Image Credit: violscraper via flickr.com
From time to time I think about time. Time travels fast or slow, depending on where you are on your personal clock. I realize people like Albert Einstein made far greater an effort to understand time than I ever could, but it fascinates me nonetheless. Is time spent wondering about time, time well spent? Or, am I better off abandoning all this for the time being? Tick Tock.
When you are young, time goes slowly. You anxiously await every birthday so you can claim to be yet another year older. Remember how long the school year seemed when you were a child? It took June forever to arrive each year. That is why there is a very specific euphoria we sense on the last day of school that is unmatched by any other feeling. Knowing that summer vacation begins the minute that last bell rings is an awesome emotional moment. Meanwhile, it seems it takes forever to reach 12th grade. After that, there are four more long years of college you might choose to endure. Then along comes the 21st year, the great benchmark in our lives when we and everyone else finally accept our having arrived at adulthood. Tick Tock.
These years seem to crawl by while you are living them. The pace, however, subtly picks up as you journey deeper into adulthood. In our 20’s time references change. We no longer chart grades passed, credits earned or summer vacations taken. Our check-off points now are more aligned with events like relationships, jobs, living quarters and, yes, even cars. Onward into our thirties, charge card balances continue to surge quickly, diminish slowly. Children’s shoe sizes and the grocery bill increase almost correspondingly. Your forties quicken the pace even more as you chase consumer goods, tackle insurance premiums and your kid’s college tuition–I won’t even go there. These are the elements we remember and track time with. They remain our monitors until around age 50. Tick Tock
At 50, time really begins to speed up. Christmas, New Years, 4ths of July and all the other holidays seem to be on us again almost as soon as they had passed. For God’s sake, how many times can we watch A Christmas Story? Meanwhile, our parents are fading. Garage clutter builds more rapidly and the medicine shelf overflows more frequently. Tick Tock.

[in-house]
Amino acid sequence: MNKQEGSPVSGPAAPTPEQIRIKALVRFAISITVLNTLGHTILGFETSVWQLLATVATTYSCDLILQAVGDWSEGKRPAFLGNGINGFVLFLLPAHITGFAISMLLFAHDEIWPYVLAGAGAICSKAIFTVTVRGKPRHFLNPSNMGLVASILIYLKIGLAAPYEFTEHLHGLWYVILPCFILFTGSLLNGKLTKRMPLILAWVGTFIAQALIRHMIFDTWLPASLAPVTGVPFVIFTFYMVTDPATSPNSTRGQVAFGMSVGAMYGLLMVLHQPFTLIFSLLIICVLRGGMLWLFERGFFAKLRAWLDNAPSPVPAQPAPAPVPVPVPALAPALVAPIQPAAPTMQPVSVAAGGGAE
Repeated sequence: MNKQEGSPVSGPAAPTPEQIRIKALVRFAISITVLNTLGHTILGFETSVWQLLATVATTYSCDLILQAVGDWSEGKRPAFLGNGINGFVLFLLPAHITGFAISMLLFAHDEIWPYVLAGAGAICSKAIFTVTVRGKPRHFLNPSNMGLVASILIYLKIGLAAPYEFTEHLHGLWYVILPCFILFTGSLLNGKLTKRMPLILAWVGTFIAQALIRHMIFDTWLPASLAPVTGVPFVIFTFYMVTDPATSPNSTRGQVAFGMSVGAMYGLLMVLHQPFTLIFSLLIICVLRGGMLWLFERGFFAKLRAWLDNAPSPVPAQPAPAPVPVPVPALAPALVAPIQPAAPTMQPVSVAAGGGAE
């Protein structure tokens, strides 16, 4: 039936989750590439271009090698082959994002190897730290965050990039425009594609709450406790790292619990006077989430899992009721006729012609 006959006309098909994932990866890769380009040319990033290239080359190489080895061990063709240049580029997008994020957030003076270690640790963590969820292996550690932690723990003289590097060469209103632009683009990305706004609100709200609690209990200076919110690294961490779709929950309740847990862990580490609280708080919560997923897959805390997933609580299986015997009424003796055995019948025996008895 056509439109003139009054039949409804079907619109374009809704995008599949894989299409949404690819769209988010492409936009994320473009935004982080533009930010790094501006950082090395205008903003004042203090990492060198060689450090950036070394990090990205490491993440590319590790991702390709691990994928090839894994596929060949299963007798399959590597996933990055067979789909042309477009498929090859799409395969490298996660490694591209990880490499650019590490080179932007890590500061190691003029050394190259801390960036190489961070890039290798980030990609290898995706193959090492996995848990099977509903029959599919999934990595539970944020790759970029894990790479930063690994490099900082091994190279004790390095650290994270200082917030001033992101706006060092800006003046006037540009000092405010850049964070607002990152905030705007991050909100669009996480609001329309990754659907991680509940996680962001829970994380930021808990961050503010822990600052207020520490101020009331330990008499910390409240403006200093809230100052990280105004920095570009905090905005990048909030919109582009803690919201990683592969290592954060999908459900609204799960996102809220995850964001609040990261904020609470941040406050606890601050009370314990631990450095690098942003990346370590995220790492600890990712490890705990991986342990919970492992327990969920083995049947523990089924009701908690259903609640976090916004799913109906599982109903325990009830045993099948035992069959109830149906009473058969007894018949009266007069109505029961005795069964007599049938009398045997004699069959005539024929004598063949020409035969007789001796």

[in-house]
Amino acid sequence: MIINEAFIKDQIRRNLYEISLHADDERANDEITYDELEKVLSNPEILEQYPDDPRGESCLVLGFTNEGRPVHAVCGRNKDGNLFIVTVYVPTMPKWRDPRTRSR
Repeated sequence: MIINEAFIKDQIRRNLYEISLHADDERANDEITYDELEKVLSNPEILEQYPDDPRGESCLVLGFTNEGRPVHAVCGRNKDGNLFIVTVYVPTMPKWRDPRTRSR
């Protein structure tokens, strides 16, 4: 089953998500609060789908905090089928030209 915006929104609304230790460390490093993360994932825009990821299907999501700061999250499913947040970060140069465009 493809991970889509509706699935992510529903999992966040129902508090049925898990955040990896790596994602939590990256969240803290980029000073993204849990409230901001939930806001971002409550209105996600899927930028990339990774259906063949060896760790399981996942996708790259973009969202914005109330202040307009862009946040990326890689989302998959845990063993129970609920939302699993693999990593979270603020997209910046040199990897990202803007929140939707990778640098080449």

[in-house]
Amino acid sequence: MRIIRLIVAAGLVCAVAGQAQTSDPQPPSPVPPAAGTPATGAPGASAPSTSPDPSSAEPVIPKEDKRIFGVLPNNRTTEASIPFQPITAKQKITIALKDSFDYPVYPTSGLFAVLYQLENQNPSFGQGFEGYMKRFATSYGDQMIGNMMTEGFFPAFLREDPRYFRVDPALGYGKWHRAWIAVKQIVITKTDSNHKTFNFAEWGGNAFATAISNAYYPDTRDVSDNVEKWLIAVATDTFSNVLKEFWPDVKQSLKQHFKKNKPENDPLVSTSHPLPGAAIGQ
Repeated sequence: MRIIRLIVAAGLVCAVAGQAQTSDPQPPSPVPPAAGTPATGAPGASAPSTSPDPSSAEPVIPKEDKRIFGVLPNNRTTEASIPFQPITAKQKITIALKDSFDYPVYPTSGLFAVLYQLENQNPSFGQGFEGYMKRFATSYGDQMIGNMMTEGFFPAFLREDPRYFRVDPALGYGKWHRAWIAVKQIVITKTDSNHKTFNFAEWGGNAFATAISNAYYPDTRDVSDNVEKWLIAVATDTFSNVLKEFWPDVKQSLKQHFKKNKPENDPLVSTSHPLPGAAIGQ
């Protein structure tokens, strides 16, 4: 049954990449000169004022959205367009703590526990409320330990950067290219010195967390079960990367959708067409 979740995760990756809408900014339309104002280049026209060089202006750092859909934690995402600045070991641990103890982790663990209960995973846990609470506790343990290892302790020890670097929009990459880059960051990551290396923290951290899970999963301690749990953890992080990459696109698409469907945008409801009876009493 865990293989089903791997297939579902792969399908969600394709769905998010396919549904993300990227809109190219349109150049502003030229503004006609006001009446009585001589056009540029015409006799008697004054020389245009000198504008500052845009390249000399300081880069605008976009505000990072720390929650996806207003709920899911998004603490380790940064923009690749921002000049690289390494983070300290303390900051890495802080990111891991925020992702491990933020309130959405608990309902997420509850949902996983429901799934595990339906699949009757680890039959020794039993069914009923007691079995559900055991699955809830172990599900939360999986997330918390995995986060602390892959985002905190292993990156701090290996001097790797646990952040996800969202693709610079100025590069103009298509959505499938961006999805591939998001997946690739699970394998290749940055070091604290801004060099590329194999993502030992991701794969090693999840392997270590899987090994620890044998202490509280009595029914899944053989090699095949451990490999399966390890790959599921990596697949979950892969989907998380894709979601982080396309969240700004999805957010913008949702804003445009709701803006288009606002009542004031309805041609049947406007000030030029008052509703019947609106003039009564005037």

60 is uncomfortable. The slope is no longer upward. You ponder how slippery its downside will be. Goal-setting is more pragmatic. That age-old job interview question—Where do you want to be in five years?—is now less elaborately answered simply by saying, “Alive!” More time is spent thinking about how much longer can I work; how much longer will an employer let me work; how much income will I need to survive after work; should I resize, downsize or can I still energize? How’s my heart? Tick Tock.
Yep, I think a lot about time nowadays. It is the one thing over which I have absolutely no control. An old boss of mine taught me not to worry about things over which I have no control. To do so is a waste of time. Hmm, time wasted…how much of that do we spend time doing? Well, control or out of control, thinking about time can be time consuming. I suppose I should hit the snooze button and not worry about time for a short time. True, I cannot predict the gates or the watch boxes I’ll have to key into when (if?) I reach my 70s and 80s. At that age I am sure I will be thinking even more precisely about time than I am now. After all, at that point it’s….just a matter of time. Tick Tock.
Books by Marc Kuhn: THE POPE’S STONE, an historical novel that follows two descendants of a Virginia family who, despite living a century apart, share uncanny similarities in their lives; NEVER GOOSE A MOOSE, a collection of whimsical verse featuring thought-provoking “never-do’s” that children should beware of; and ABOUT A FARM, a children’s book about challenges we all face every day, regardless of where we live. All three books are available at amazon.com and each has its own .com website under its title.
Intimate details about Marc Kuhn and other exhilarating stuff at marckuhn.com
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